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Rep. Steve King, R-Iowa, erupted in anger and kicked a man out of an event on Thursday after the man questioned King's connection to white supremacist ideology and linked it to the recent Pittsburgh synagogue shooting.
Kaleb Van Fossen, who was identified by The Des Moines Register as the questioner, asked King about his past controversial comments, which prompted a fiery response from the lawmaker.
Van Fossen told King: "As I'm sure all of us already heard, this Saturday there was a shooting at a synagogue in Pittsburgh that tragically left 11 people dead. And the terrorist who committed this crime, he was quoted as saying, 'They bring in baiters and then kill our people. I can't sit back and watch our people get slaughtered.'"
"You, Steve King, have been quoted as saying, 'We can't restore our civilization with other people's babies.' You and the shooter both share an ideology that is anti-immigration," Van Fossen said.
King, who is running for re-election, quickly shouted down Van Fossen.
"No! Don't you do that!" King yelled. "Do not associate me with that shooter. I knew you were an ambusher when you walked in the room, but there is no basis for that and you get no question and you get no answer."
Van Fossen continued to press King, asking him what "distinguishes" his past comments with that of the Pittsburgh suspect, who has expressed anti-Semitic views, and whether the lawmaker identifies himself as a white supremacist.
"No, you’re done! We don’t play these games here in Iowa," said King, who insisted the protester be removed.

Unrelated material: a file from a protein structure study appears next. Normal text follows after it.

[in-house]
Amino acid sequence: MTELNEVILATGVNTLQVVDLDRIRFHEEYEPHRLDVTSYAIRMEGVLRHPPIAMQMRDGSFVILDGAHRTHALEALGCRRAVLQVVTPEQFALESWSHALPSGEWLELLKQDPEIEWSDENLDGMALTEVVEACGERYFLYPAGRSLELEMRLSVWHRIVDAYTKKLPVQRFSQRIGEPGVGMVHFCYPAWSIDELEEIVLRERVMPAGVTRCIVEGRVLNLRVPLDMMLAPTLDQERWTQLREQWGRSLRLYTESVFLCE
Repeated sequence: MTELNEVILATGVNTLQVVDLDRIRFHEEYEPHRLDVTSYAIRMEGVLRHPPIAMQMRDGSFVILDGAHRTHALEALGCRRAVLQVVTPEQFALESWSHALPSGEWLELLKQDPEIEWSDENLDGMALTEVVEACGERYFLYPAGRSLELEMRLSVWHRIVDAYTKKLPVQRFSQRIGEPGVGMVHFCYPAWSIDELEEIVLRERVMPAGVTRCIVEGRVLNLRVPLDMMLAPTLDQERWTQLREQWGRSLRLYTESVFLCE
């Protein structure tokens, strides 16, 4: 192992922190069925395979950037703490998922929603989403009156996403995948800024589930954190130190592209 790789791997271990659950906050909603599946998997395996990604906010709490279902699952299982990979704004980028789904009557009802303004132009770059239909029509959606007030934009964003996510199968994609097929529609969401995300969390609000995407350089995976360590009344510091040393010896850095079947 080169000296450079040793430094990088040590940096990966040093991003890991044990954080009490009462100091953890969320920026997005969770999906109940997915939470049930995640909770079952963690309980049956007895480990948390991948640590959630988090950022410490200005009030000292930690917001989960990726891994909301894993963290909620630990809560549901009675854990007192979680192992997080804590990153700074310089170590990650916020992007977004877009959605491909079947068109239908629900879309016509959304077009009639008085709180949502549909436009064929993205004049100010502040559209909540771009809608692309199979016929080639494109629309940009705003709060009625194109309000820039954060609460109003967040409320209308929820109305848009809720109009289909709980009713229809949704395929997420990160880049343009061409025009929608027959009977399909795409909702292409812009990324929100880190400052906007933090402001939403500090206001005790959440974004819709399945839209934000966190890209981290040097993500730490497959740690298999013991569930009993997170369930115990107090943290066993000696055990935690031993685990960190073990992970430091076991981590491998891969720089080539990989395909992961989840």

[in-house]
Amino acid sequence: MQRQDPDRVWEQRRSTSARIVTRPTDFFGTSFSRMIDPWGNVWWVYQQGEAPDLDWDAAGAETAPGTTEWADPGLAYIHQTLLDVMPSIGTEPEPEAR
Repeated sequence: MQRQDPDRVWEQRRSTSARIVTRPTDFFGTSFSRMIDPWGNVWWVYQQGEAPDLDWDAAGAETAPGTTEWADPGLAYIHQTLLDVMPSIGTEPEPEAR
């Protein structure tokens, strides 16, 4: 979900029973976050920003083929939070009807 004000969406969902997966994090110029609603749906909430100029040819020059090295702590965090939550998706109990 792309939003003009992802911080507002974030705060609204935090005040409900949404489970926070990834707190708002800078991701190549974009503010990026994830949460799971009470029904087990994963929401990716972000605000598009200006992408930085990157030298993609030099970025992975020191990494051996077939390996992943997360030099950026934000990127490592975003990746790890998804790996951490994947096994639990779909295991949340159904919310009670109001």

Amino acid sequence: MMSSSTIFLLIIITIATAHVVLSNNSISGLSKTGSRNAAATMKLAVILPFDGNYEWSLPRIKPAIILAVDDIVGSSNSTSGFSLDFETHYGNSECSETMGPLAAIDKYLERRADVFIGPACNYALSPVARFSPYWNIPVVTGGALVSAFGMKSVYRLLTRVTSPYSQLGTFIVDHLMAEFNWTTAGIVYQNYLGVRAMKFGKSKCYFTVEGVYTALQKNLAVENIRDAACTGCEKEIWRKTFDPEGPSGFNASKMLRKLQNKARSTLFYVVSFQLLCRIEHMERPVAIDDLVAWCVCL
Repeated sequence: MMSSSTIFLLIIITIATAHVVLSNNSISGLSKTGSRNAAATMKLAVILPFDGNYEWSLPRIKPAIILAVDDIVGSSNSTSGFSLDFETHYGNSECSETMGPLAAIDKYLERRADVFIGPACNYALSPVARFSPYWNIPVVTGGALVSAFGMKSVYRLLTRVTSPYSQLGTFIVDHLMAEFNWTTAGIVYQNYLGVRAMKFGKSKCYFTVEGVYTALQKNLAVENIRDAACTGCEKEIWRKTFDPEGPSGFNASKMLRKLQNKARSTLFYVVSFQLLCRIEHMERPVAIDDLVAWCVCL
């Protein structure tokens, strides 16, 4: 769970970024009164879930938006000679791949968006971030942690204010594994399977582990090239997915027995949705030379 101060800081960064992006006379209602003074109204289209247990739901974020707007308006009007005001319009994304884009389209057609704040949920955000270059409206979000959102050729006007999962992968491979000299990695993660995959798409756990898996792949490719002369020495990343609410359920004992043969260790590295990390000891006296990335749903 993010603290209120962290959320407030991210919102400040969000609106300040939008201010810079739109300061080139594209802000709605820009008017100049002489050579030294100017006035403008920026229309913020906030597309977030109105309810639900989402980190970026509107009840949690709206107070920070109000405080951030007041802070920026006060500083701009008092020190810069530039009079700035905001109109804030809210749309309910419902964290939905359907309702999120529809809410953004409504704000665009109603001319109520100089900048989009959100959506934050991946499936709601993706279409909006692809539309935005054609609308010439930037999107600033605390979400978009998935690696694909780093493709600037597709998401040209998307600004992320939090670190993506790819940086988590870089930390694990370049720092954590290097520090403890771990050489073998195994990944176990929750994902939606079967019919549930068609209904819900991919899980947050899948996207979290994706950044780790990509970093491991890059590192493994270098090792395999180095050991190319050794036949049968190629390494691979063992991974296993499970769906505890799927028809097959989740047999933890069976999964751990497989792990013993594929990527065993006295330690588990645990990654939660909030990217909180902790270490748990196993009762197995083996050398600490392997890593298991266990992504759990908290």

King was speaking at a candidate forum in Des Moines. Van Fossen is a member of Iowa Citizens for Community Improvement, which also held a protest against King outside the event, according to The Des Moines Register.
King, an anti-immigration hard-liner, has come under intense scrutiny for his sharp opposition to diversity in America, which he said is "not a strength."
He also praised Austria's Freedom Party, which was founded by a former Nazi SS officer, for its anti-immigration platform and endorsed a candidate running for mayor in Toronto who has espoused white supremacist views.
Rep. Steve Stivers, an Ohio Republican and chairman of the House GOP campaign arm, excoriated King on Tuesday for espousing white supremacist viewpoints online and in public remarks, saying the lawmaker's behavior is "completely inappropriate" and "we must stand up against white supremacy and hate in all forms."
King pushed back on the accusation Tuesday in a statement, saying he valued the country's diversity and "legal immigrants."